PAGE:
The University of Montana has been plagued by bad publicity in recent years. As a UM alumnus who didn't give a rip when the Griz beat North Dakota State last fall, the onslaught of negative news has read like a nightmare for a school I knew and continue to care about. But after a recent conversation with UM Dining Director Mark LoParco, I'm relieved to offer a headline with a different tone: the University of Montana is saving America one meal at a time.
That idea might ring dramatic and surely LoParco, who's been in charge of dining services for 24 years and is as pragmatic as he is gregarious, would balk at the lofty sentiment. But when you consider the number of critical issues facing the U.S. that are linked to the way we produce and distribute what we eat—i.e. an obesity epidemic, greenhouse gas emissions and inequality in all its forms—it's not so outlandish. For more than a decade, LoParco and his staff have been working to feed the UM community in a more sustainable way. The impacts are profound and far-reaching.
It began in 2003, when UM Dining, in partnership with the environmental studies program, hosted its first "Farm to College" event, a breakfast prepared with all locally sourced ingredients. It was an experiment of sorts, and the results were clear.
"So many guests showed up we had to send people to buy more food because we were running out," remembers LoParco. "The response was incredibly positive."
In the years following, UM Dining hosted more Farm to College events and in time began integrating sustainability into the department's daily operations by buying energy-efficient appliances and nontoxic cleaning solutions. Graduate students were given stipends to analyze the cost benefits of buying products locally and a plot of land next to the university's Lommasson Center was dedicated to growing food. In 2009, LoParco hired a sustainability director who, among other duties, works to source local and sustainable foods for all of UM's menus, including event concessions, catering and the campus cafeteria, known as the Food Zoo. What started as an experiment has turned into a no-nonsense business model.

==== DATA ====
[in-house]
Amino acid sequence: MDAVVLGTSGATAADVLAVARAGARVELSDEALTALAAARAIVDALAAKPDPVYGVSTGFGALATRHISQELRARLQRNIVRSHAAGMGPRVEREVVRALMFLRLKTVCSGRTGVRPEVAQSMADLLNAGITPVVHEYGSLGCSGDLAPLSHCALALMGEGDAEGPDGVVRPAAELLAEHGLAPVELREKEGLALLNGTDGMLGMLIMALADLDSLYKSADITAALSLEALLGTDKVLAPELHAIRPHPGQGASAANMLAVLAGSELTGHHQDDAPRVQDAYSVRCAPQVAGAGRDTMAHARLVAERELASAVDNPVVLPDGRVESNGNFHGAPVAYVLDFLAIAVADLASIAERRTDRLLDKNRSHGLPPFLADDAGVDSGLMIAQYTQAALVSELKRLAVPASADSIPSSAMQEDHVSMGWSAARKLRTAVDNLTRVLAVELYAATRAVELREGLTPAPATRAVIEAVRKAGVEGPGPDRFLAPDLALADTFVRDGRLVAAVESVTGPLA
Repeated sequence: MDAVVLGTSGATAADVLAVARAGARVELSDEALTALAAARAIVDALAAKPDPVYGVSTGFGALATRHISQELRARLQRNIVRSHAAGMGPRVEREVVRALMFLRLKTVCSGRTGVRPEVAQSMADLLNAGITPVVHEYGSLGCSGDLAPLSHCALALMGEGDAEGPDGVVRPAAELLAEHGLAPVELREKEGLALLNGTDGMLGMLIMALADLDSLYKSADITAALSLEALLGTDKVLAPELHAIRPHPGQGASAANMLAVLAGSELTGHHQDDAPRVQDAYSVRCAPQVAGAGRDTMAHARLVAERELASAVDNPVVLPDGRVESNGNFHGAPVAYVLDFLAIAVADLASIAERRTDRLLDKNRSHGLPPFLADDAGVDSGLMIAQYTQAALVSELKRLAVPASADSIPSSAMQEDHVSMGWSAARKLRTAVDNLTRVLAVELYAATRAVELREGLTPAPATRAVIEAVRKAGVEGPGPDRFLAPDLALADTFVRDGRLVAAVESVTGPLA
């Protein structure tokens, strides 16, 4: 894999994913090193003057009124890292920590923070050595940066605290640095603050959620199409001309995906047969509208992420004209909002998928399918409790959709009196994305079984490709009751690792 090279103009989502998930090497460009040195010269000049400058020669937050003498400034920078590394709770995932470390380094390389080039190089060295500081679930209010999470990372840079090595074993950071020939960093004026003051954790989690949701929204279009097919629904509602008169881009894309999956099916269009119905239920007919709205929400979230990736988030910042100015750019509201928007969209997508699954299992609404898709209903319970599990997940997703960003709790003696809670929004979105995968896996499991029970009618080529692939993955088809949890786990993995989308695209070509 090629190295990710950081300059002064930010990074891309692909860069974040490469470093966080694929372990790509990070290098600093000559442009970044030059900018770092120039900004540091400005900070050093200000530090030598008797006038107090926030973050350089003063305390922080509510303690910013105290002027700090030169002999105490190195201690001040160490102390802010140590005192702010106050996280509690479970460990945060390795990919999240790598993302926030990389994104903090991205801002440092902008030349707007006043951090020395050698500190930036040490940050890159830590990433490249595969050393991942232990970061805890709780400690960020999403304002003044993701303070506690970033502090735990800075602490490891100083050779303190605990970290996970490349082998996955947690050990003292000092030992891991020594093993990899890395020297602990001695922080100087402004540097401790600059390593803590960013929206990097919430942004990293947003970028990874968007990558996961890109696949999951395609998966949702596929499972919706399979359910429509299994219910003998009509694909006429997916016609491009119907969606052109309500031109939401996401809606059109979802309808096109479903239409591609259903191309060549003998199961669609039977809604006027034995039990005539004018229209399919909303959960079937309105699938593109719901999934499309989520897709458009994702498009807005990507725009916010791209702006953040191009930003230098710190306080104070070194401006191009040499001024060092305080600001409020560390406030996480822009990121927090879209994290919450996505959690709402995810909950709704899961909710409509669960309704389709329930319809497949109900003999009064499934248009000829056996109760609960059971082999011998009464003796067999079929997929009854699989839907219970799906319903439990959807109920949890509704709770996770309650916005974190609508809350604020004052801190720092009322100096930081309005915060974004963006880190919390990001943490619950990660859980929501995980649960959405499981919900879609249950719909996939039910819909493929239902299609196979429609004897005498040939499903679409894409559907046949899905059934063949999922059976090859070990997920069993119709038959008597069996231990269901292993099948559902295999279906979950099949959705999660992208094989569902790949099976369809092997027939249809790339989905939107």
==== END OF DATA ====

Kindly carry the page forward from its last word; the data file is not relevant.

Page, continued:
During the 2014-15 fiscal year, UM Dining spent about one-third ($1.2 million) of its total budget on food grown either in Montana or in a neighboring state. This statistic is staggering for a state university, and it doesn't include the 2,400 pounds of produce the university grew on campus. Nor does it reflect UM's reduction in waste spurred by buying Montana-grown beans and lentils that didn't arrive on campus in cans, or the impact it's had on the individual farmers and ranchers who've come to rely on UM's business.
Director of Sustainability Trevor Lowell says that while offering food prepared with more nutritious and better tasting ingredients to the UM community is central to his work, proving the economic benefits of sustainability are what really matters. The university buys food from more than 130 regional farmers, ranchers and businesses and, according to Lowell, those relationships are evidence of the systemic benefits of sustainability.
"We invest in local producers. It makes their lives easier and their business more viable when they can depend on our business. They can grow their business around that and, in time, offer cheaper prices," he says. "Then it becomes more viable for other people to buy local food."
"Local" and "sustainable" have long been buzzwords in the food world. Chefs, specialty grocers and market organizers have been promoting an alternative to the world's industrialized food system for decades, and for good reason. But while buying local, sustainably produced food is a leap in the right direction, the movement will do little to change the status quo if its champions are only progressively minded chefs and people who can afford to shop at Whole Foods. Real change needs to be cost-effective and it needs to work on an institutional level. LoParco and his team are proving it's possible. Since 2007, he says, as UM has bought more food annually from regional growers, the university's overall food costs have dropped.
"One of the best business decisions we've made since I've been here is buying local food," he says. "From a budgetary perspective, it makes sense." There's more to it, of course.
"This is an institution of higher learning, and this is a part of that learning," he adds. "It's the right thing to do."